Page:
Technique: the French bevel

How to give depth to the framing.


The straight bevel, also called the French bevel, is an "additional layer" in the frame that gives it thickness and depth.

It is made of thick cardboard (2 to 5mm) and comes to be placed between the art to be framed and the passepartout


It gives a lot of perspective and elegance to the frames of photos or drawings that it particularly highlights.

Contrary to what we think, it is easy to implement, its cutting not presenting any difficulty. Embark on this project, you won't regret it!

Custom or Standard?

Depending on the result you want to obtain, you will first make the "package" (bottom cardboard, bevel, passe-partout...) and then have your frame and glass cut to your measurements. This is generally the right thing to do.

But you can also work with a commercial frame bought in supermarkets at a very low price: the dimensions of this all-ready frame then constituting a constraint that you will have to take into account during the realization. This is the solution I chose for this example.

The model.

I bought a 13x18 commercial frame, blue and gold, to frame this mini-portrait of "amethyst woman" from a friend's exhibition ad.


The image itself measures 5.5x9 and is surrounded by a white border. I keep 0.5cm in all directions of this edging.

So I predict a window of 6.5 by 10 for the right bevel. It's the picture window.


On the bevel, in "last layer" will come the passe-partout which will leave 1.5mm of bevel exposed in all directions. The master key window therefore measures: 7 out of 10.5.

Thus, the bevel will slightly extend beyond the mat, which will accentuate the depth effect.


Making of.

Cut the passepartout in a lightweight cardboard box with dimensions 13x18. The cutting window measures 7x10.5... which will leave lateral margins of 3cm.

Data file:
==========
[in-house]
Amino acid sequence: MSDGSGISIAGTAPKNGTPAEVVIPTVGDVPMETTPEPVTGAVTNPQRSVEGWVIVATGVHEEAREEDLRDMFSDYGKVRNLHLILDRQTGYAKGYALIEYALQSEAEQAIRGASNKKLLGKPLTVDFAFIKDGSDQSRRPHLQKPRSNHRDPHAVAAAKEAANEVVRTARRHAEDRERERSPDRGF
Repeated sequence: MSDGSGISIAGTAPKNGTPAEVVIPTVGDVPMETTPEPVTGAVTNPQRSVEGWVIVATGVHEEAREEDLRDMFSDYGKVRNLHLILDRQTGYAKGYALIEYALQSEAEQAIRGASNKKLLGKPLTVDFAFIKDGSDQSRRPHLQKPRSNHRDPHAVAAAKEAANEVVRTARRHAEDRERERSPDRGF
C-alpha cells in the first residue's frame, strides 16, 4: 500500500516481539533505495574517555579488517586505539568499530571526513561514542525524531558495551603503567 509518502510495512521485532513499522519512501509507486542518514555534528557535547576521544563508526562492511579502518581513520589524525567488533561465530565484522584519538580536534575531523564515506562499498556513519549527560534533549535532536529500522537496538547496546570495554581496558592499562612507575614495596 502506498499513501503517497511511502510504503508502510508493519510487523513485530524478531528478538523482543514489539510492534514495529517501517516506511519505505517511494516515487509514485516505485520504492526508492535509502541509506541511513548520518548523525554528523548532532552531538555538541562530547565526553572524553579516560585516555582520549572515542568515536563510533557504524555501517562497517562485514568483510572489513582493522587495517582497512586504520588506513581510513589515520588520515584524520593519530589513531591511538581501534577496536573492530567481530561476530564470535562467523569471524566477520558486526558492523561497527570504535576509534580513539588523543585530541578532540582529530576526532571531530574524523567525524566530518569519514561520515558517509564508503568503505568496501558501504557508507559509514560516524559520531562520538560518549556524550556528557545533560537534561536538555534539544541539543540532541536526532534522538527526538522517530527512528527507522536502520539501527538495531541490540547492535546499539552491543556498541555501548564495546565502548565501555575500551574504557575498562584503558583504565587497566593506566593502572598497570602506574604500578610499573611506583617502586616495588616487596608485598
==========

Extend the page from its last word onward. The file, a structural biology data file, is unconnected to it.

For the horizontal margins, you have to adapt... I chose 3.5 at the top and 4 at the bottom. A slightly larger margin at the bottom is not annoying: it is even desired when you want to suggest an impression of depth. Draw the window and cut it out.

Now cut the right bevel from a 2mm cardboard box with dimensions 13x18. Place the mat on this cardboard and, with a thin pencil, transfer the image window. The biseau-window also the same dimensions as the mat.


With the cutter, open the right bevel by cutting out the window. You can safely exceed the corners since they will then be covered with a covering. If your cuts lack sharpness, you will sand them lightly with fine sandpaper (as they will then be covered with paper your sanding will not have become visible!)

Dress the passe-partout with the chosen paper (I remain faithful to the cream colour that suits most cases). The picture above shows the passe-partout side by side.

Then cut out strips of contrasting paper to cover the inner edges of the bevel. Choose a colour that matches the work to be framed.... Here, I didn't have much choice, the frame is blue, we find this blue in the painting.... So I chose "night" blue. (see tips and tricks for dressing the right bevel)

Arrangez-vous pour que les angles de ces bandes soient bien taillés à 45° (on en verra une partie sous le passe-partout). La photo montre le biseau "habillé" de bleu foncé et le passe-partout qui le recouvrira.





Glue the drawing behind the bevel with a small piece of tape (this makes it easier to center).

Clean the frame glass, replace it in the frame, then place on it the mat, bevel and art.

Finish with the backing, the small stainless steel clamps of the frame tighten the whole thing. No risk of delays.

Hang your frame: you did it!